It may take decades to rebuild bridges

Anglo-Irish relationships, or at least the relationship between this Republic and the most enthusiastic Brexiteers, were always going to be strained by negotiations around the terms of Britain’s withdrawal from the EU, especially on the Border issue. That expectation, tragically, may have been a gross underestimation.

Sammy Wilson, the DUP’s Brexit spokesman, yesterday described Taoiseach Leo Varadkar as “despicable, low and rotten”, accusing him of using victims of paramilitary violence and the possibility or renewed terrorism to scaremonger over Brexit. Using language like that suggests the breakdown in relationships has reached Cresta Run velocity, Mr Wilson charged that the Taoiseach was scraping the bottom of a “very deep barrel of threats, deception, and rhetoric”.

It must always be hoped that senior politicians inform themselves on issues before they make high-octane accusations but, unfortunately, this is not the first hair-trigger moment in Mr Wilson’s career. He is no stranger to Lambeg Drum subtlety. Societies that elect extremists of any hue can, occasionally, expect outbursts like this but in this instance, the farce and tragedy could have been avoided if only Mr Wilson had done a modicum of homework.

An opportunity to do just that presented itself when, as recently as last June, PSNI Chief Constable George Hamilton spoke to the House of Commons Northern Ireland committee, of which three of Mr Wislon’s DUP colleagues are members. Maybe they did not share the meeting’s proceedings with Mr Wilson? Maybe that’s why his outburst yesterday was so intemperate, uninformed and troubling?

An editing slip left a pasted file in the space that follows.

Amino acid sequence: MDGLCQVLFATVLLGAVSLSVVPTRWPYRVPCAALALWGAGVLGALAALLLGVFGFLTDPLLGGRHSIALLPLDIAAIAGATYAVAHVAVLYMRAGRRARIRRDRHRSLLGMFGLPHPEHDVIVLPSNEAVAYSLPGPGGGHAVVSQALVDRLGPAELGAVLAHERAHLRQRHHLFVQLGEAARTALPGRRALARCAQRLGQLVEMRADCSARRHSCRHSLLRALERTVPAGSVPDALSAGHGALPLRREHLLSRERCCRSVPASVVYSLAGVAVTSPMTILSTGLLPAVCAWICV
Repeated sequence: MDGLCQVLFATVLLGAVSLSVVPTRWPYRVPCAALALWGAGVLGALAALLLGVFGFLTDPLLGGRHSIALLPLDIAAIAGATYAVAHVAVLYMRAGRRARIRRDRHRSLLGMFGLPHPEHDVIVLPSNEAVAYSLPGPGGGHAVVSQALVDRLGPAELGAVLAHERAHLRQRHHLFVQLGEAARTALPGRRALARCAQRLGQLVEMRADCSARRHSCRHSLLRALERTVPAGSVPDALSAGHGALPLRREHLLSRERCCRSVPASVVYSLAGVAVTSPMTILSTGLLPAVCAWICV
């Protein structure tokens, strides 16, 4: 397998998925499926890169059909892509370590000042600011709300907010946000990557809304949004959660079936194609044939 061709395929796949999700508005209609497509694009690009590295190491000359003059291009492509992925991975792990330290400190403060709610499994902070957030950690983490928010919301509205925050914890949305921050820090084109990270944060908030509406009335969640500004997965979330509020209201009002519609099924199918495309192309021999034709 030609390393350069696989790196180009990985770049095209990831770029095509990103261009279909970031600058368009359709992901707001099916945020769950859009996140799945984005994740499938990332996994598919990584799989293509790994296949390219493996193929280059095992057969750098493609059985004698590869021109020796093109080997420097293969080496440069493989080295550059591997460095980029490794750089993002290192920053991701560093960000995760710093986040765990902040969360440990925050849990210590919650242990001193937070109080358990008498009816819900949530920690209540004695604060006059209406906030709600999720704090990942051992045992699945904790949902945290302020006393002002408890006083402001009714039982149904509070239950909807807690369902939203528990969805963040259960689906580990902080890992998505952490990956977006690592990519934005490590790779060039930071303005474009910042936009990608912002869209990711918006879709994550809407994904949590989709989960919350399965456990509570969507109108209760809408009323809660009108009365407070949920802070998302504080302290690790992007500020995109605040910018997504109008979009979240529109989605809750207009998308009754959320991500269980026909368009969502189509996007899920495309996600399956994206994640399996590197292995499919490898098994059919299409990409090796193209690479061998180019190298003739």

At that meeting, Mr Hamilton repeated his assessment that any kind of border checkpoint would quickly become an “obvious and static” target. He also offered a professional assessment that dissidents would attempt to exploit intensified security activity along the Border to win support, recruit, and attack police officers. It must be assumed that any such attacks would not be confined to PSNI members. Mr Hamilton told MPs that the PSNI wanted to recruit 400 officers for post-Brexit border security and that the PSNI has stopped the sale of border police stations in Co Tyrone and Co Down as a “precautionary step” over Brexit.

Mr Wison, thankfully, did not describe Mr Hamilton as “despicable, low and rotten” because he offered that sobering, testimony echoed by Mr Varadkar at this week’s EU summit. In a saner world, it might be possible to turn a deaf ear to Mr Wilson but his excess is matched by the spectacular indifference shown by others who should know better. Ex-NI secretaries Owen Patterson and Theresa Villiers fall into this category, as does the incumbent Karen Bradley.

It seems Brexit, whatever transpires, will not only have an economic impact but will strain relationships decades in the making. How sad it would be if the decade of centenaries had to be followed by decades of rebuilding bridges that have done so much to bring the people of these islands together?

Moderation was never more essential or more absent.

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